plus i figured there would be like 15 billion for loop examples out there; so why not tease some good code...
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    Master Coder felgall's Avatar
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    Quote Originally Posted by 007julien View Post
    I do not see the point of load jQuery and Its 94 kb to write three or four statements !

    Code:
    var box=[],i=10;while (i--) box[i]=i;
    Neither does anyone else here.

    Also why write three or four statements when one is all you need.

    Object.keys(new String(Array(11))).map(Number);

    A single statement written in plain JavaScript.
    Stephen
    Learn Modern JavaScript - http://javascriptexample.net/
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    Don't forget to start your JavaScript code with "use strict"; which makes it easier to find errors in your code.

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    Object.keys(new String(Array(11))).map(Number);
    A single statement written in plain JavaScript.
    Valable only (MDN) with Firefox 1.5(1.8) and IE 9 !

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    Supreme Master coder! Philip M's Avatar
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    Quote Originally Posted by 007julien View Post
    Valable only (MDN) with Firefox 1.5(1.8) and IE 9 !
    Yes, so my old-fashioned traditional way using a loop works in all browsers.

    mrwho's var box=[0,1,2,3,4,5,6,7,8,9,10]; is fine for 10 elements, less so for 50 or 500.

    All the code given in this post has been tested and is intended to address the question asked.
    Unless stated otherwise it is not just a demonstration.

  • #14
    Master Coder felgall's Avatar
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    Quote Originally Posted by 007julien View Post
    Valable only (MDN) with Firefox 1.5(1.8) and IE 9 !
    It is a part of the current JavaScript standard released in 2011. Alll browsers that support JavaScript support those methods other than really antiquated browsers such as Firefox 1.0 - which is long dead.

    Microsoft didn't introduce support for JavaScript into Internet Explorer until version 9 which is why IE8 didn't support those JavaScript commands. IE8 only runs Microsoft's own JScript - which Microsoft discarded after IE9 so that language is now dead.

    You can easily add the extra methods yourself so as to support people using really antiquated browsers while still using modern code. Then once you no longer need to support tha really antiquated browsers you can delete the code you added specifically for them and have modern code.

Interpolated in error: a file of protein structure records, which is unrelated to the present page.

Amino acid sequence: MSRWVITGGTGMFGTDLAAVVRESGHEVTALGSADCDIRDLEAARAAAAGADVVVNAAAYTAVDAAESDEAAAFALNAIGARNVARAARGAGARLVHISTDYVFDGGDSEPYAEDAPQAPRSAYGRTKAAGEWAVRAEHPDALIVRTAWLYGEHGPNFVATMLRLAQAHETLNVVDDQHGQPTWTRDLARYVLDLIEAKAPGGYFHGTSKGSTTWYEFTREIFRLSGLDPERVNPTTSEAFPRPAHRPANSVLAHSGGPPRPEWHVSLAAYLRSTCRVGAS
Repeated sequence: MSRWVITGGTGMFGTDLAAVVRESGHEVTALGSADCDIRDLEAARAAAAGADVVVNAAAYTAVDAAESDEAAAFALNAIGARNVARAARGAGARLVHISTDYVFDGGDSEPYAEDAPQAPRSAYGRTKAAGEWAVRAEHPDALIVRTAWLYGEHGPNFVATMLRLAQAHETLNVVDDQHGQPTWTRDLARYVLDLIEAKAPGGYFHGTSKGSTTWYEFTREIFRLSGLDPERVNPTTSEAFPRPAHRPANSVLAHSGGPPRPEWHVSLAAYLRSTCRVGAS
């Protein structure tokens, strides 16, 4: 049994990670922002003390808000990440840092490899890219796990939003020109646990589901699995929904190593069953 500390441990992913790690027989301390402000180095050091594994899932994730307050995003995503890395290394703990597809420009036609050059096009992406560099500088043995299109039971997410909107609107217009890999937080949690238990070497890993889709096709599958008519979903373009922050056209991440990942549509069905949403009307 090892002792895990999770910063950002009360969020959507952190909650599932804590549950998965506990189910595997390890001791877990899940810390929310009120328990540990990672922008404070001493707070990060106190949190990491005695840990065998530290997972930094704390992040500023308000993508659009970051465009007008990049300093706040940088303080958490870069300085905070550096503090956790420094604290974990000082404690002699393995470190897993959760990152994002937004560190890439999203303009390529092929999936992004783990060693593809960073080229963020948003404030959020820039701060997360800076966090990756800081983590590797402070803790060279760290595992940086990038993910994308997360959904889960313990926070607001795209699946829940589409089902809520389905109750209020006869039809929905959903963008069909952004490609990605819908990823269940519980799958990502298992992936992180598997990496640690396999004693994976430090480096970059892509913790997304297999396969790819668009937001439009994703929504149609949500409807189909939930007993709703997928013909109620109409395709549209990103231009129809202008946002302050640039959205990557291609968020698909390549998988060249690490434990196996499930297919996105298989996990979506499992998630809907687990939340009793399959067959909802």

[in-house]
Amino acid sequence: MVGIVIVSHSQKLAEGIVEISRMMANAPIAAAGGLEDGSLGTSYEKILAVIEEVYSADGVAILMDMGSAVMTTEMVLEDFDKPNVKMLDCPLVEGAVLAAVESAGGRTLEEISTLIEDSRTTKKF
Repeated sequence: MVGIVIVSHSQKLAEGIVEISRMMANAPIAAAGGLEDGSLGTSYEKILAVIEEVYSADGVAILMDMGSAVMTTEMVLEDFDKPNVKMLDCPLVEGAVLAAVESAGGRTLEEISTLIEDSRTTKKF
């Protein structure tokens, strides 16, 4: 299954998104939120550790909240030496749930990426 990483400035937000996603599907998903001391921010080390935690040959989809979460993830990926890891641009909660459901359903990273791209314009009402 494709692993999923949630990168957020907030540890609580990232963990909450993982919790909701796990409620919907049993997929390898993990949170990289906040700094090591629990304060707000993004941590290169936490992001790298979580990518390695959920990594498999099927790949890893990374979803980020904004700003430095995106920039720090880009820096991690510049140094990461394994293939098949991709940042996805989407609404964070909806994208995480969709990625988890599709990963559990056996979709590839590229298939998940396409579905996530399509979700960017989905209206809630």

Anyway, there's no reason for anyone to still be running IE8. I had IE11 running on my Windows XP computer last year (before I replaced that somewhat antiquated computer with a more modern one).
    Last edited by felgall; 02-15-2014 at 08:56 PM.
    Stephen
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    Don't forget to start your JavaScript code with "use strict"; which makes it easier to find errors in your code.

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    Senior Coder rnd me's Avatar
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    Quote Originally Posted by Philip M View Post
    Yes, so my old-fashioned traditional way using a loop works in all browsers.
    so does a solution using Object.keys and [].map; both easily injected behind a conditional comment for our browser-challenged friends out there.

    Code:
    <!--[if lte IE 8]><script src='http://danml.com/js/compat.js'></script><![endif]-->
    you can wait for folks to upgrade their browser and js, or you can bring the upgrades to them (and only them) with just a few kb of code. Tools added into JS since 2007 were added for a reason, a good reason. Personally, i can't imagine doing anything worthwhile without them. Sure one can code like it's 1999, but given the choice, why would any serious programmer not want to use a fourteen-year newer set of tools?

    If such handy methods couldn't all be patched in <4kb of non-min'd code, i'd be very tempted to abandon IE8. It's dying pretty fast and i like to code for the future, not the past, because the future lasts longer and is more important. How do i know this? The image editor i wrote for "gran paradiso" in 2007 worked on the ipad when it came out years later... Had I insisted on catering to the Lowest Common Denominator, i wouldn't have an image editor, and a crucial job interview i had in 2009 might have gone very differently. It pays (literally in my case) to push the boundaries, especially when the risk is quantifiable. I just wish canvas was as easy to polyfill as [].map...

    Since it's harmless and mindless to teach old browsers these great new tricks (without imposing on browsers produced in the last five years) my abandonment temptations are practically moot.
    Last edited by rnd me; 02-15-2014 at 11:18 PM.